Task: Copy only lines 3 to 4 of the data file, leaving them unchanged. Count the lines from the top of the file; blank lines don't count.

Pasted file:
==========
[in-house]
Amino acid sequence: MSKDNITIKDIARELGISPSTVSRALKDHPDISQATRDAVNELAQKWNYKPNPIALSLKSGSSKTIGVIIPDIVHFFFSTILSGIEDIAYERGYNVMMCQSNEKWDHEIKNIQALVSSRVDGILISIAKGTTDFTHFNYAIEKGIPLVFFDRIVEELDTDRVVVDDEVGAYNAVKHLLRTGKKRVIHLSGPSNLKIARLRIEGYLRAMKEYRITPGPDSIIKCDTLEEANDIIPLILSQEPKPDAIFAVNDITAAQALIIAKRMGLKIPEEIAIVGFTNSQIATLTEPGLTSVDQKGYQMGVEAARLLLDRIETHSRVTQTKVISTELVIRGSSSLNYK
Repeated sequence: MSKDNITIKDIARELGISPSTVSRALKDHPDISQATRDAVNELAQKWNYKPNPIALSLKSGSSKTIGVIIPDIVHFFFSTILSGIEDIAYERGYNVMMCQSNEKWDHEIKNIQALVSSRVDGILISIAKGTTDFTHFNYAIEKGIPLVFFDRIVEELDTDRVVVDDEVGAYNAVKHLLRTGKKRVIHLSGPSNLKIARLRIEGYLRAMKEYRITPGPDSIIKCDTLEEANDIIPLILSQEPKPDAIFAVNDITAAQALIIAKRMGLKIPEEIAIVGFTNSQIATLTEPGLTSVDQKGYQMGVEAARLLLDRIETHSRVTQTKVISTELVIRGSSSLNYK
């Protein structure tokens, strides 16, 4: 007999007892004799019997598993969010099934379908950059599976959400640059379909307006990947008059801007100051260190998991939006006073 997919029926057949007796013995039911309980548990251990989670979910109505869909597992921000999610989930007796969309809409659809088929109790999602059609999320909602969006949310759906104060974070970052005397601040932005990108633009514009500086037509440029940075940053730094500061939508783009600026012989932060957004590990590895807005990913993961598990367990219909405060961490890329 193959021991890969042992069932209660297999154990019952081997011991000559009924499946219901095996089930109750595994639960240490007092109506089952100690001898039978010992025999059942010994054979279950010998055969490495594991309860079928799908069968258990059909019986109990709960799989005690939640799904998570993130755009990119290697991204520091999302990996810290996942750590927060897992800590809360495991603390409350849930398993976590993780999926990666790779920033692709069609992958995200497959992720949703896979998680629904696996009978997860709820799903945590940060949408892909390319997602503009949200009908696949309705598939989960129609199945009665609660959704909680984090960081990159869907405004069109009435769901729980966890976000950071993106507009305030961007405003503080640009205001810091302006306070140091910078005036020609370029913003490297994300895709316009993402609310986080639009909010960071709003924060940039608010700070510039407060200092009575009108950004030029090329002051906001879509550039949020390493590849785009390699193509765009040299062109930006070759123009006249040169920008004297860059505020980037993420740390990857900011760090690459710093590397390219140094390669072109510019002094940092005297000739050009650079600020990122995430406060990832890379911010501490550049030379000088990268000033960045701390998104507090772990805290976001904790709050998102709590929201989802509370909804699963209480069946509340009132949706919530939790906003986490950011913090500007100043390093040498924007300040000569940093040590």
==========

Repeated sequence: MSKDNITIKDIARELGISPSTVSRALKDHPDISQATRDAVNELAQKWNYKPNPIALSLKSGSSKTIGVIIPDIVHFFFSTILSGIEDIAYERGYNVMMCQSNEKWDHEIKNIQALVSSRVDGILISIAKGTTDFTHFNYAIEKGIPLVFFDRIVEELDTDRVVVDDEVGAYNAVKHLLRTGKKRVIHLSGPSNLKIARLRIEGYLRAMKEYRITPGPDSIIKCDTLEEANDIIPLILSQEPKPDAIFAVNDITAAQALIIAKRMGLKIPEEIAIVGFTNSQIATLTEPGLTSVDQKGYQMGVEAARLLLDRIETHSRVTQTKVISTELVIRGSSSLNYK
């Protein structure tokens, strides 16, 4: 007999007892004799019997598993969010099934379908950059599976959400640059379909307006990947008059801007100051260190998991939006006073 997919029926057949007796013995039911309980548990251990989670979910109505869909597992921000999610989930007796969309809409659809088929109790999602059609999320909602969006949310759906104060974070970052005397601040932005990108633009514009500086037509440029940075940053730094500061939508783009600026012989932060957004590990590895807005990913993961598990367990219909405060961490890329 193959021991890969042992069932209660297999154990019952081997011991000559009924499946219901095996089930109750595994639960240490007092109506089952100690001898039978010992025999059942010994054979279950010998055969490495594991309860079928799908069968258990059909019986109990709960799989005690939640799904998570993130755009990119290697991204520091999302990996810290996942750590927060897992800590809360495991603390409350849930398993976590993780999926990666790779920033692709069609992958995200497959992720949703896979998680629904696996009978997860709820799903945590940060949408892909390319997602503009949200009908696949309705598939989960129609199945009665609660959704909680984090960081990159869907405004069109009435769901729980966890976000950071993106507009305030961007405003503080640009205001810091302006306070140091910078005036020609370029913003490297994300895709316009993402609310986080639009909010960071709003924060940039608010700070510039407060200092009575009108950004030029090329002051906001879509550039949020390493590849785009390699193509765009040299062109930006070759123009006249040169920008004297860059505020980037993420740390990857900011760090690459710093590397390219140094390669072109510019002094940092005297000739050009650079600020990122995430406060990832890379911010501490550049030379000088990268000033960045701390998104507090772990805290976001904790709050998102709590929201989802509370909804699963209480069946509340009132949706919530939790906003986490950011913090500007100043390093040498924007300040000569940093040590």